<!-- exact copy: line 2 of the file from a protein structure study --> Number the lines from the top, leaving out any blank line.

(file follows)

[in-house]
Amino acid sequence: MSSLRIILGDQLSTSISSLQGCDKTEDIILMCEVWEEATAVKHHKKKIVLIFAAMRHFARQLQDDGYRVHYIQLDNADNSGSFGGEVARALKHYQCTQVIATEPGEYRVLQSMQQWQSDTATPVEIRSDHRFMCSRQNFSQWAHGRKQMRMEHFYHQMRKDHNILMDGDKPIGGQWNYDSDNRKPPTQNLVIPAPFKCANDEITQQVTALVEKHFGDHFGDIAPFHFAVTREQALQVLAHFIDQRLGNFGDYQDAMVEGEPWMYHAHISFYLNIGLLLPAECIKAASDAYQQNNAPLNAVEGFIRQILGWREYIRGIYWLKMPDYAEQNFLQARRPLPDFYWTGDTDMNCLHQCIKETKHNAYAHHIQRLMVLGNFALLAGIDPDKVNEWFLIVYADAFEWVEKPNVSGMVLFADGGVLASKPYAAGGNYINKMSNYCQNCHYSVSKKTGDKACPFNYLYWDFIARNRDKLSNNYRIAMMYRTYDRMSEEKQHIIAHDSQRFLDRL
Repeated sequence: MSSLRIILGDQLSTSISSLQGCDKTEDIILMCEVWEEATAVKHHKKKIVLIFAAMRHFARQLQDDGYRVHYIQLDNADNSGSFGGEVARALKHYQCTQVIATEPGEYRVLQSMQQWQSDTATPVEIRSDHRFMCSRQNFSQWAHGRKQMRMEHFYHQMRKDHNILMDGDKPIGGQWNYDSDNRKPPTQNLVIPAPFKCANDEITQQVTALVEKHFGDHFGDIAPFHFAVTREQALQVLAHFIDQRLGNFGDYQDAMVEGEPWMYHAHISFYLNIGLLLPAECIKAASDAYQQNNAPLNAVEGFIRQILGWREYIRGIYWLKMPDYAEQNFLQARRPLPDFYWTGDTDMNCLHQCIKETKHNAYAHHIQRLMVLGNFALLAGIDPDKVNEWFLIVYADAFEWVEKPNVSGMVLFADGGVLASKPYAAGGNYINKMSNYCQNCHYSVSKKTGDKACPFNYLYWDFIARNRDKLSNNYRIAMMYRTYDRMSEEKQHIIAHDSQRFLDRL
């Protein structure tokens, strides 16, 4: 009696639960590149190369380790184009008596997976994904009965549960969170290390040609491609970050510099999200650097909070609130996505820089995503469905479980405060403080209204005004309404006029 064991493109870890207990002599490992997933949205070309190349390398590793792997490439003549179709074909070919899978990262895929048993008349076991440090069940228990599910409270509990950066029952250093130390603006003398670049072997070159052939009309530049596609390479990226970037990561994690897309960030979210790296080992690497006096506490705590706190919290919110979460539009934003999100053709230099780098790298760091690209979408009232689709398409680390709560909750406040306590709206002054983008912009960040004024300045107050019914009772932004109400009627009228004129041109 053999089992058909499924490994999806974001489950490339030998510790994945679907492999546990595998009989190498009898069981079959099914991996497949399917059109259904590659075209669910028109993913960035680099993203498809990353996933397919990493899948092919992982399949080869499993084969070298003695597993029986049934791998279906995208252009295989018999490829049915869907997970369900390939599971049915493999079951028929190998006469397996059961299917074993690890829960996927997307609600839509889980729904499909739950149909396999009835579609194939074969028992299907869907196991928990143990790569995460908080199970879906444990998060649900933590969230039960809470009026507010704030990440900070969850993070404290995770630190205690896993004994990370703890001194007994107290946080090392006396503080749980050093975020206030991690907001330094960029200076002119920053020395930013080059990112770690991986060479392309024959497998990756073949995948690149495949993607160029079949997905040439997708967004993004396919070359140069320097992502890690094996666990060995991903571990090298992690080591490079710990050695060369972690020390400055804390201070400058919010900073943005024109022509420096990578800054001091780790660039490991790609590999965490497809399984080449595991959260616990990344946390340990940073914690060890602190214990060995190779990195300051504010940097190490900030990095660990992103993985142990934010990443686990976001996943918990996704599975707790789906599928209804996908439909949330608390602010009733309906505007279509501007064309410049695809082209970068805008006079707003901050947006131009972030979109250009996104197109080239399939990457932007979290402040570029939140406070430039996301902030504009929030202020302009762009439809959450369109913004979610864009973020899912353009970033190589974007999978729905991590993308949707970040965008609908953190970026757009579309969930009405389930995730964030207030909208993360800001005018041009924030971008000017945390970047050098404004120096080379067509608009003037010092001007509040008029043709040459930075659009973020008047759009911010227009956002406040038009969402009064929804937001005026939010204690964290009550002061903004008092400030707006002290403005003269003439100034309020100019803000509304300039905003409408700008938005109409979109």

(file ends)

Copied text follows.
Amino acid sequence: MSSLRIILGDQLSTSISSLQGCDKTEDIILMCEVWEEATAVKHHKKKIVLIFAAMRHFARQLQDDGYRVHYIQLDNADNSGSFGGEVARALKHYQCTQVIATEPGEYRVLQSMQQWQSDTATPVEIRSDHRFMCSRQNFSQWAHGRKQMRMEHFYHQMRKDHNILMDGDKPIGGQWNYDSDNRKPPTQNLVIPAPFKCANDEITQQVTALVEKHFGDHFGDIAPFHFAVTREQALQVLAHFIDQRLGNFGDYQDAMVEGEPWMYHAHISFYLNIGLLLPAECIKAASDAYQQNNAPLNAVEGFIRQILGWREYIRGIYWLKMPDYAEQNFLQARRPLPDFYWTGDTDMNCLHQCIKETKHNAYAHHIQRLMVLGNFALLAGIDPDKVNEWFLIVYADAFEWVEKPNVSGMVLFADGGVLASKPYAAGGNYINKMSNYCQNCHYSVSKKTGDKACPFNYLYWDFIARNRDKLSNNYRIAMMYRTYDRMSEEKQHIIAHDSQRFLDRL